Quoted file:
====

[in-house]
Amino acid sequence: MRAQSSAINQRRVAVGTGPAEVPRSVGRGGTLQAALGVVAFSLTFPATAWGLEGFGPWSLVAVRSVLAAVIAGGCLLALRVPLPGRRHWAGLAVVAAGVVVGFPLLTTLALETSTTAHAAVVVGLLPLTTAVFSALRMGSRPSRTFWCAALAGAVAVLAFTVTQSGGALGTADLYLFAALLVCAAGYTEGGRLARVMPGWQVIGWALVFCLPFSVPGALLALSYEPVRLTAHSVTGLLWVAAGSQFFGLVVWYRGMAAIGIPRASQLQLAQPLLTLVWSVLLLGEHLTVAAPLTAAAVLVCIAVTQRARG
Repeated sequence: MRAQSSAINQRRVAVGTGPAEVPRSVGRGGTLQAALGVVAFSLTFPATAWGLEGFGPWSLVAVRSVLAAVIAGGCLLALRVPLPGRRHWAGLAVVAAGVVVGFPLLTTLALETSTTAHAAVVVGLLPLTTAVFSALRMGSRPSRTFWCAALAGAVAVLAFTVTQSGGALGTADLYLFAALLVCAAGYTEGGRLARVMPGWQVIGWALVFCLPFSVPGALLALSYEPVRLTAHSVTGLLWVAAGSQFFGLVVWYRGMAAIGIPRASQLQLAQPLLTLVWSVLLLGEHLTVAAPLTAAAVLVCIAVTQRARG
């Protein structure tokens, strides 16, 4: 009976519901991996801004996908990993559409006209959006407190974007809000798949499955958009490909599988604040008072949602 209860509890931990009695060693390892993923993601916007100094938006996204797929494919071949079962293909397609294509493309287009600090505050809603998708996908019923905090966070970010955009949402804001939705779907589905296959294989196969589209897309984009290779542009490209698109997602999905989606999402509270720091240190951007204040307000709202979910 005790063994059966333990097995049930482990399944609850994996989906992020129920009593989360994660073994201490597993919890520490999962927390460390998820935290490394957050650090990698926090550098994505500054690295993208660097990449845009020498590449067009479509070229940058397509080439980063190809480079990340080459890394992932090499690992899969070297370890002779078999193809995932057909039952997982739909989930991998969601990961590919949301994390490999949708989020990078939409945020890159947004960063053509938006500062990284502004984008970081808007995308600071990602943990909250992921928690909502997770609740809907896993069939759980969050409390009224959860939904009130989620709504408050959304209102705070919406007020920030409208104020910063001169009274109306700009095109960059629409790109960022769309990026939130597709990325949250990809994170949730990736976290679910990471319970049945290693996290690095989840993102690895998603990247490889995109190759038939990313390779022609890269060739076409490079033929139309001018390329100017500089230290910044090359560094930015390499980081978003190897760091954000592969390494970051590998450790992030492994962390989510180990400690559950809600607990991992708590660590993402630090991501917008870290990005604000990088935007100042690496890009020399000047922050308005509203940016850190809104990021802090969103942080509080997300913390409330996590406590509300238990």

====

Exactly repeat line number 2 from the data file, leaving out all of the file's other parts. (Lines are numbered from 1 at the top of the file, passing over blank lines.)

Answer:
Amino acid sequence: MRAQSSAINQRRVAVGTGPAEVPRSVGRGGTLQAALGVVAFSLTFPATAWGLEGFGPWSLVAVRSVLAAVIAGGCLLALRVPLPGRRHWAGLAVVAAGVVVGFPLLTTLALETSTTAHAAVVVGLLPLTTAVFSALRMGSRPSRTFWCAALAGAVAVLAFTVTQSGGALGTADLYLFAALLVCAAGYTEGGRLARVMPGWQVIGWALVFCLPFSVPGALLALSYEPVRLTAHSVTGLLWVAAGSQFFGLVVWYRGMAAIGIPRASQLQLAQPLLTLVWSVLLLGEHLTVAAPLTAAAVLVCIAVTQRARG